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Observing BSA Changes and Inflammation Resolution


Alan Irvine, MD, DSc, offers an understanding of BSA changes and anti-inflammatory effects of ruxolitinib in the latest research presented.

In this Dermatology Times Expert Perspectives series, 5 experts delve into the multifaceted aspects of pediatric atopic dermatitis care including demographic variances to long-term safety and efficacy, comparative analyses, key takeaways from recent research, personalized approaches, and future research directions. Discover clinical insights into the role of ruxolitinib (Opzelura) in addressing critical challenges and enhancing patient outcomes.

In this episode, Alan Irvine, MD, DSc, dermatologist at Trinity College Dublin in Dublin, Ireland, offers an understanding of BSA changes and anti-inflammatory effects of ruxolitinib in the latest research presented.

Episode Transcript

Irvine: I have a big practice and research interest in AD. What we saw with topical ruxolitinib in the age group between 2 and 11 years or 2 to under 12 years, is that we saw within the first 2 weeks there was a mean average body surface area (BSA) dropped from about 60% at study entry to down into the low teens, 10% to 11%, after 2 weeks of treatment. Then on continuous treatment, up to 4 weeks and then intermittent treatment after 4 weeks, it pretty much remained at 10% or less with the with the ruxolitinib used initially in a continuous way, and then on an as needed basis in the next 4 weeks. And then in long-term extension, it was used on an as needed basis and again, maintain those responses in BSA.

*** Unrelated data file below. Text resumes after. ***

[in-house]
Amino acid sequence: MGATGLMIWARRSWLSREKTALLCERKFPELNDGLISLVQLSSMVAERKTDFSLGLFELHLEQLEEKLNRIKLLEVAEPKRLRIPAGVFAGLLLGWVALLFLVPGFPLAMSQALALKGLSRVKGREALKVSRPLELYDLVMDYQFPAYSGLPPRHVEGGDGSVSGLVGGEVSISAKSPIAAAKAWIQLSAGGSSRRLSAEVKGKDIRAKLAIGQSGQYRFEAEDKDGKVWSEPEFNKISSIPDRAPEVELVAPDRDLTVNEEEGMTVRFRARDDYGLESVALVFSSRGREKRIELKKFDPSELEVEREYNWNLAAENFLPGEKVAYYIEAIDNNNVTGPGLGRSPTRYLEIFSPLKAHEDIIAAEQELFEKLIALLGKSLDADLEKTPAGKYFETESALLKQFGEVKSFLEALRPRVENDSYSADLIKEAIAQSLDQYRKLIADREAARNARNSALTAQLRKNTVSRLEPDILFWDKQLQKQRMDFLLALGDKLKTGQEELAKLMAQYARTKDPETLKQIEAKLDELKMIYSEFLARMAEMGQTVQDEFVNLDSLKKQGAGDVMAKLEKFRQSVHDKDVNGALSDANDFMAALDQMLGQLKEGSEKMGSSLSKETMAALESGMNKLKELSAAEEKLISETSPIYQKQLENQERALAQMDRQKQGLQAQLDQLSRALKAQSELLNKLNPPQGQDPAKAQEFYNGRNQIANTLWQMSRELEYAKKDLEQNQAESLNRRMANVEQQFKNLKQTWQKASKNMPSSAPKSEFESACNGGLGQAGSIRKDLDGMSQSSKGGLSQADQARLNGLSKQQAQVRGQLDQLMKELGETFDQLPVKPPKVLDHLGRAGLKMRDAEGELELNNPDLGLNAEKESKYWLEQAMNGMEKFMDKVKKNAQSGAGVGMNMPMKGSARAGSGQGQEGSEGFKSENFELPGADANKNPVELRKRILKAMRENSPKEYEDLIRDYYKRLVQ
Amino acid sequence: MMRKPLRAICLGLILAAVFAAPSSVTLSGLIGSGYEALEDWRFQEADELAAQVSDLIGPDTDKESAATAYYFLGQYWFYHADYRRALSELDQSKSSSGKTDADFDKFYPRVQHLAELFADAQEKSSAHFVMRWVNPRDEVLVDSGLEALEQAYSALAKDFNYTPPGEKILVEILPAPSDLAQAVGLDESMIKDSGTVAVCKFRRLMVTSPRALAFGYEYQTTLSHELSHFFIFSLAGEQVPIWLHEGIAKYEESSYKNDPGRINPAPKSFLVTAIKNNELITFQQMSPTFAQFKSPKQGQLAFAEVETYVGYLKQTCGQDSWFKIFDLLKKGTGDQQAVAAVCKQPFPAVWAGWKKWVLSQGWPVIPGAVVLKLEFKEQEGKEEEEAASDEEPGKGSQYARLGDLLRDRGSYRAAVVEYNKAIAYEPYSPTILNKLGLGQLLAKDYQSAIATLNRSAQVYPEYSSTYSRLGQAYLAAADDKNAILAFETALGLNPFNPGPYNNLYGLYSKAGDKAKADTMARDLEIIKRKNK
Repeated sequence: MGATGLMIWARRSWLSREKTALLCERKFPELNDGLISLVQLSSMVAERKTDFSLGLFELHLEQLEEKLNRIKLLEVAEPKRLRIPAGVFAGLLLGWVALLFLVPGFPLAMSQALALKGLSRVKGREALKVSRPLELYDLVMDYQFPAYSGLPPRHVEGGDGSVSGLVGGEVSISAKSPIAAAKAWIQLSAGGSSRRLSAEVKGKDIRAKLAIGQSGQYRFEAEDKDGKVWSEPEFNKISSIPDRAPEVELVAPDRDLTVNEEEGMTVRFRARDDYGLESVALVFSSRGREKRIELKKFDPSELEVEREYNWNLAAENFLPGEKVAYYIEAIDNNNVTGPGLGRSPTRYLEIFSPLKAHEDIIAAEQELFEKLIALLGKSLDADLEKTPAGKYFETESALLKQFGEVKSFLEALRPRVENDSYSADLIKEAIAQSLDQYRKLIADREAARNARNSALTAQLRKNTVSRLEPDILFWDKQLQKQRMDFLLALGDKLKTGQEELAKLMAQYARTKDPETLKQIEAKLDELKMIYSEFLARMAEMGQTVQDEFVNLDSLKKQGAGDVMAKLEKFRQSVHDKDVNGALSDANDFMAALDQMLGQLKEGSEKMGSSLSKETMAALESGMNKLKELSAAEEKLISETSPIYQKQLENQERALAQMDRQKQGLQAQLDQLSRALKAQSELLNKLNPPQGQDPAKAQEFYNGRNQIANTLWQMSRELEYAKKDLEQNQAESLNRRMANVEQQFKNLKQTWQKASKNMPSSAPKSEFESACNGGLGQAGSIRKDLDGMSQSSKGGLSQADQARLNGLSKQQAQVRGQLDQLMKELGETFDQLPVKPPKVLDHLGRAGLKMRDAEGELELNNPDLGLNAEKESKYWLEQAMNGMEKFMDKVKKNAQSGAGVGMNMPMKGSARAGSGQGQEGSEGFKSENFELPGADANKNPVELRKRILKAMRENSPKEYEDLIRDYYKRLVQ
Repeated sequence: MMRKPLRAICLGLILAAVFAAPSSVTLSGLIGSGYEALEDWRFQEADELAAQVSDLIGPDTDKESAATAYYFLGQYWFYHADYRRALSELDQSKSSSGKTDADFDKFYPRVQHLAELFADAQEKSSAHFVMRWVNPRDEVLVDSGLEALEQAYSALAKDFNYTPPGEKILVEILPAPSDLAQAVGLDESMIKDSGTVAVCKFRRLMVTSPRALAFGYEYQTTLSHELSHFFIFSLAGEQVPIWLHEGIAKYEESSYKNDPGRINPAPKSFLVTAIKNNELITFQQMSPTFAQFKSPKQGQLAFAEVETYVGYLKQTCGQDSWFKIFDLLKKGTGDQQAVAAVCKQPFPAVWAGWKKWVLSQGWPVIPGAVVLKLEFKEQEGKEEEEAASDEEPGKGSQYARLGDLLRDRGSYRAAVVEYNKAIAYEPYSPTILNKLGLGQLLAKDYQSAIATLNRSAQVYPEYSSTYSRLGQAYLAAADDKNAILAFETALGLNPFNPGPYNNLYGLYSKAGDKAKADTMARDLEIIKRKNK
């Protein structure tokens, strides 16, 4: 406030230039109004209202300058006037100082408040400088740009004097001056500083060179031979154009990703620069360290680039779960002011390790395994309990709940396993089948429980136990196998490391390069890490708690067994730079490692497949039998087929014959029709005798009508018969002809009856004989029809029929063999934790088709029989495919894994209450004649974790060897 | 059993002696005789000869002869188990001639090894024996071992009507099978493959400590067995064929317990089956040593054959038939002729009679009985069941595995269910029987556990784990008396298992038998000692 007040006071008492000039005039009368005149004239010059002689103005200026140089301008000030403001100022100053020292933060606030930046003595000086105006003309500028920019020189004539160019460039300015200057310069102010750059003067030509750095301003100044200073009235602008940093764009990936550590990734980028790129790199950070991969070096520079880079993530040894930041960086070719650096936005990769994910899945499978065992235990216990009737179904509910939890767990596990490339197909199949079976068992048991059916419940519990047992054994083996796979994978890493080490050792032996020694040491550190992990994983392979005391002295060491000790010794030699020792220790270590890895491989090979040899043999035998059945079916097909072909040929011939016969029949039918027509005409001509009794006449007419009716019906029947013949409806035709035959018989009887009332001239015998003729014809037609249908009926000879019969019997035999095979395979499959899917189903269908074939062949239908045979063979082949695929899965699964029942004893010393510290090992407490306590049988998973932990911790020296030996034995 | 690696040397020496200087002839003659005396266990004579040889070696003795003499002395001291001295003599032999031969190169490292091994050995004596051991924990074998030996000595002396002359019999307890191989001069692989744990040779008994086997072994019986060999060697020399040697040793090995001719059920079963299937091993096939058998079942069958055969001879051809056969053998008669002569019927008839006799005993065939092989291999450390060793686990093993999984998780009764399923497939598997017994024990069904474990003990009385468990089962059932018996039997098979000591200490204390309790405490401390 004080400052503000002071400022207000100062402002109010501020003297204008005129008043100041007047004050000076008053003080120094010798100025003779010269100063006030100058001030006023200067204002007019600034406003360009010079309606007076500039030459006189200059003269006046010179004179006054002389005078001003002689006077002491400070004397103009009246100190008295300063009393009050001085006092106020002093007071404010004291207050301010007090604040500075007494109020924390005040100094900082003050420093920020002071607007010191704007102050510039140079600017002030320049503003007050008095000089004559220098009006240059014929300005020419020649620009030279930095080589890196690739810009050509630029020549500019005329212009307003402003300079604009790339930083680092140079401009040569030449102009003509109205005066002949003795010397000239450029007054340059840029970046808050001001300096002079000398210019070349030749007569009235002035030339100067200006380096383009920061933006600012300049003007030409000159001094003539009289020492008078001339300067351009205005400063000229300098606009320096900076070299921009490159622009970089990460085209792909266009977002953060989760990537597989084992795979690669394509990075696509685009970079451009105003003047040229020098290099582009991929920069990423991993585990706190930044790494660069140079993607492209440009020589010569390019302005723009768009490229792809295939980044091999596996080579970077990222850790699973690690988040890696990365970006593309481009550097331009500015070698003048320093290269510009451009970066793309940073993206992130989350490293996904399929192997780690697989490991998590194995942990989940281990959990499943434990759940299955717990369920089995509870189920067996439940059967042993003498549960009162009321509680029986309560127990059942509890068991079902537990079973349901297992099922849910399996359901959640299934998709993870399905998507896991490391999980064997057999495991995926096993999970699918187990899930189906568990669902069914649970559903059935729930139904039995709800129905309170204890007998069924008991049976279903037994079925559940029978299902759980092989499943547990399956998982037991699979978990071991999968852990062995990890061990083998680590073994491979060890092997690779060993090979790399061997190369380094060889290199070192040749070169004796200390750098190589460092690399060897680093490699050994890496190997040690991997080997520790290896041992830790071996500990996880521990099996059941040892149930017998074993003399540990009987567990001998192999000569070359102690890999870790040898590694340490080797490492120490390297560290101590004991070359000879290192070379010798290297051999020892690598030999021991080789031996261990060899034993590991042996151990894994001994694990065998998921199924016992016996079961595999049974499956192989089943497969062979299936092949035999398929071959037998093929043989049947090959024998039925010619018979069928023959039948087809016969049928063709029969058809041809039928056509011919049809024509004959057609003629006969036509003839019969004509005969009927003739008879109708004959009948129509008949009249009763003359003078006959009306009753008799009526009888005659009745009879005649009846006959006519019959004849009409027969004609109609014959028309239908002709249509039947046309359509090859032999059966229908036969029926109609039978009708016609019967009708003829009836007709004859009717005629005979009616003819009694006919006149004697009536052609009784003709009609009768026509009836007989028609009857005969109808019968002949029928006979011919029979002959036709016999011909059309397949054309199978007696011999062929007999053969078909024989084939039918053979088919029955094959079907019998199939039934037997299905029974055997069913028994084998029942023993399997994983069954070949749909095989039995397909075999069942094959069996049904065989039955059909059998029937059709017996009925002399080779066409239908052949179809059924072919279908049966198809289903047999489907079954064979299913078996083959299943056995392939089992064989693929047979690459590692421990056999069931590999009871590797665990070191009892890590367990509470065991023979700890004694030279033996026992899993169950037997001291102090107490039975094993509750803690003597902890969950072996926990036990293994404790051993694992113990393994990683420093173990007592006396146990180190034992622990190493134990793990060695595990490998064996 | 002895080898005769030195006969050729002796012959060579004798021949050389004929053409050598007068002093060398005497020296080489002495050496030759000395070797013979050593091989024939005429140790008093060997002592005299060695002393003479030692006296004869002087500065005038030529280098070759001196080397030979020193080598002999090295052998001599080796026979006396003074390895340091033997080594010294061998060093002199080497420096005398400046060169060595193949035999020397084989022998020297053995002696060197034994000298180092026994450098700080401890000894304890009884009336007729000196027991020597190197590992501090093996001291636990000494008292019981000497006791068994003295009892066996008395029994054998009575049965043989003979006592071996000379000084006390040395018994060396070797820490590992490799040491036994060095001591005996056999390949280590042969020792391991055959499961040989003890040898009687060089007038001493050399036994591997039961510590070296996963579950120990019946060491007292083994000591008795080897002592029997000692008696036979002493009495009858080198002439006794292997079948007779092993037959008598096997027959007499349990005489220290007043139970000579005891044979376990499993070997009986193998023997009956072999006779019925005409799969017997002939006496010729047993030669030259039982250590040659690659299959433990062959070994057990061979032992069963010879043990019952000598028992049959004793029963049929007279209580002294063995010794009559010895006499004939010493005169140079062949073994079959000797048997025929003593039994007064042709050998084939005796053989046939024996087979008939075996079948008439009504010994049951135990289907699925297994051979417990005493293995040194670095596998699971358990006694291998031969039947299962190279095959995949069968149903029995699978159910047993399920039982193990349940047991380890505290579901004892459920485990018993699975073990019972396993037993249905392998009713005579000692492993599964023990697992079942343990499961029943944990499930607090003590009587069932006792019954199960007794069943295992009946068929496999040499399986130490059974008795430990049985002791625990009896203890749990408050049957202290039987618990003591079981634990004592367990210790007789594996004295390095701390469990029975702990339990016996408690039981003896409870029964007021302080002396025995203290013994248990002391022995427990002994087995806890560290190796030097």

So ruxolitinib is a JAK inhibitor and many of the key inflammatory pathways signal through JAK stat pathways. So, a small molecule that penetrates the skin well and works very quickly. It's switching off that signaling, but also switches off comes off again quite quickly too. So it's a very short half life molecule and it does look like you do need intermittent treatment with it. So it's a treatment that works very rapidly, very rapid itch relief within the same day or even within hours. In some studies, it kicks that inflammation very rapidly as well, as we've seen with BSA within 2 weeks, a very dramatic increase in it. So topical JAK inhibitors, they're super fast on drugs, they switch off things really quickly. And then they need a little bit of maintenance to continue to maintain just the nature of the drug. That's the way it'll work.
In clinical practice in the office, nobody will be talking about markers because it's just about the clinical responses in a child, in this case we're talking 2 to 11 year olds. Are they getting better? Are they less itchy? Is their quality of life improving? Are they sleeping well? Are they sleeping thoroughly through the night? So in the office, we talk about those as measures of success or not. When you look at biomarker studies, the biomarkers that are associated with type 2 inflammation do respond. Skin Barrier markers, which are associated with underlying inflammation, damaging the skin barrier, they also respond in a in a positive way. So we see markers that change in the direction that we want that show that the disease has been modified in the time under treatment. So it's very positive, but in average office conversation, it probably doesn't arise too much. It's just good to know the mechanism of why things work.

Transcript edited for clarity

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